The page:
Hong Kong police arrested six people in connection to the halted cryptocurrency trading platform JPEX, exposing the vulnerabilities of the city’s open economy and free-for-all internet in a scandal that could rake up as much as HK$1 billion in losses.
Police arrested four men and two women – including the influencers Joseph Lam Chok and Chan Wing-yee – today after receiving 1,408 complaints alleging fraud at JPEX, police said. The amount involved was estimated to be “about HK$1 billion (US$128 million)”.
The case, coming three months after Hong Kong’s “virtual asset” regulations came into effect and opened the way for retail investors to dabble in cryptocurrencies, “is a positive step for Hong Kong’s ambitions to be a virtual asset hub,” said Jonathan Crompton, a partner at RPC in Hong Kong.
“It shows that the SFC is prepared to act against companies that do not comply with the new virtual asset trading platform regulations,” Crompton said. “In essence, this proves that the badge of being regulated in Hong Kong means something.”
Still, the debacle has raised red flags about Hong Kong’s legal and regulatory challenges while the collapse of the world’s second-largest cryptocurrency exchange FTX was still in the headlines. Hong Kong kicked off a ring-fenced regulatory framework in June after a lengthy consultation to turn the city into a hub for virtual assets and Web3 activities, at a time when authorities across the world are struggling to identify and manage risks from cryptocurrency trading platforms.
Yet, JPEX advertised extensively in the city’s subway stations, public transport, and even featured local celebrities in its billboards.
“JPEX put large mass media advertisements in public areas in Hong Kong. That is as retail as you could get in advertising,” said Pádraig Walsh, a partner at Tanner De Witt Solicitors in Hong Kong. “That is what the SFC was concerned about at the end of the day. The SFC was concerned about the ripple effect if they did not start cracking down. Would this become an accepted practice?”
The retrieval of clients’ assets could be difficult as it is not immediately clear what business presence JPEX actually has in Hong Kong, Walsh said.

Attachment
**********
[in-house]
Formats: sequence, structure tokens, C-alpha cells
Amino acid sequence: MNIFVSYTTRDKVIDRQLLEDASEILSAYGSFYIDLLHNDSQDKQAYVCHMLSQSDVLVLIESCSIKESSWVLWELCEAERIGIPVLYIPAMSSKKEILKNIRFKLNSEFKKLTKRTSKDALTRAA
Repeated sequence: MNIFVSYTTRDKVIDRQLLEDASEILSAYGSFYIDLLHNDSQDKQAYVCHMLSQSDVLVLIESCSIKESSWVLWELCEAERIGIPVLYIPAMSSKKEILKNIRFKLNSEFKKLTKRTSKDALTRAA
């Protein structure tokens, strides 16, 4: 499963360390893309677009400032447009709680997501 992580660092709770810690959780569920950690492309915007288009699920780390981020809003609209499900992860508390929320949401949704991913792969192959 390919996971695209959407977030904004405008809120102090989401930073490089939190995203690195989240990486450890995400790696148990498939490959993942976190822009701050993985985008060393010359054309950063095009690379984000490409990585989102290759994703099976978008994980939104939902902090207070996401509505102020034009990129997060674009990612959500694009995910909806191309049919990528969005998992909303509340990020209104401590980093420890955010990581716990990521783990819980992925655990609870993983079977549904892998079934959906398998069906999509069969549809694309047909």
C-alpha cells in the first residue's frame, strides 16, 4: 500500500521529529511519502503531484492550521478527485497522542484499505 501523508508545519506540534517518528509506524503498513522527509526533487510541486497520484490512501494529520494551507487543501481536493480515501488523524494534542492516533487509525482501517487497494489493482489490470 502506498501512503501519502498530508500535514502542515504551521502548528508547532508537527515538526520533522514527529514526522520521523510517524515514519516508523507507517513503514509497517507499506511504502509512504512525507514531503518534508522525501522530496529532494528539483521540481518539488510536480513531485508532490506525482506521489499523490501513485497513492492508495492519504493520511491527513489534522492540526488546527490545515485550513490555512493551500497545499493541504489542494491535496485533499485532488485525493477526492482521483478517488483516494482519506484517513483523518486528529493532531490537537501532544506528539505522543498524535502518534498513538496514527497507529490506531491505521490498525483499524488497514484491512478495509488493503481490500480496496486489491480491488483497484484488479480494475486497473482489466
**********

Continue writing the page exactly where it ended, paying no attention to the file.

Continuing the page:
According to a company search, JPEX is a HK$1 company registered as JPEX Technical Support Company, with an address in Lai Chi Kok of Kowloon. Its director is listed as Kwok Ho-lun, while its corporate secretary is Jason Chan Hiu-ho.
“If the SFC does not have direct jurisdiction over assets and business on the ground here in Hong Kong, then it would be a more complicated path to restoring any client assets,” Walsh said.
The commercial crime bureau of the city police raided Lam’s office at the Entertainment Building in Central at around 11am. At around 12.30pm, plain-clothes officers escorted the ex-lawyer, who is now a well-known internet figure, out of the building to an unmarked police car.
Police also seized boxes of evidence, including a plastic bag containing banknotes, from his office. Lam was being detained at the Central Police Station along with the second influencer Chan on suspicion of the conspiracy to defraud, sources said.
Officers also raided the office of an over-the-counter (OTC) virtual asset money changer in Tsim Sha Tsui East. The case is under investigation, and more arrests are possible, the police said.
JPEX relied on misleading statements made by key opinion leaders (KOLs) “who are often paid promoters,” the SFC said.
“KOLs and OTC shops have made false or misleading statements on social media to suggest that JPEX has applied for a VATP [virtual trading platform] licence in Hong Kong, either independently or in partnership with a Hong Kong listed company, when in fact no entity in the JPEX group has submitted any VATP licence application to the SFC,” the commission said.
“The SFC has notified the relevant KOLs and OTC shops of the SFC’s suspicions and concerns, and requested them to cease promoting JPEX and its related services and products.”
On Saturday, police said they had received 83 complaints related to JPEX, involving about HK$34 million in virtual assets. Victims said they were unable to withdraw their investments without exorbitant fees – as much as 99 per cent of their principle amount – even before the platform halted transactions.
Complaints flooded in on Monday, with 1,408 cases tallied at 2pm while the amount involved shot to HK$1 billion, the police said
JPEX is “an individual incident” and “law enforcement agencies and regulators should do their job so that investor confidence will not be impacted,” said Johnny Ng Kit-chong, a member of the city’s Legislative Council.
Ng spoke during a media briefing by two people who claimed to have each lost HK$100,000 to JPEX, wearing masks and using audio synthesizers to disguise their voices. Ng said he is in contact with 30 of the estimated 8,000 victims of JPEX’s fraudulent advertising, with more than HK$100 million in combined losses, according to a post on his Facebook page.